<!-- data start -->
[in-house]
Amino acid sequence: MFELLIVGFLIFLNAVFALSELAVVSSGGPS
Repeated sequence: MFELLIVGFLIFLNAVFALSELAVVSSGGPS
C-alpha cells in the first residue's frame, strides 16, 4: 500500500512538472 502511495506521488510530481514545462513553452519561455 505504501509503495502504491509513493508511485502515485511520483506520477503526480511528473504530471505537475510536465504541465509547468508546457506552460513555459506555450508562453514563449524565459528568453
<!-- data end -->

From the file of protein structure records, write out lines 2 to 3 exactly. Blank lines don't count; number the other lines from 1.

Amino acid sequence: MFELLIVGFLIFLNAVFALSELAVVSSGGPS
Repeated sequence: MFELLIVGFLIFLNAVFALSELAVVSSGGPS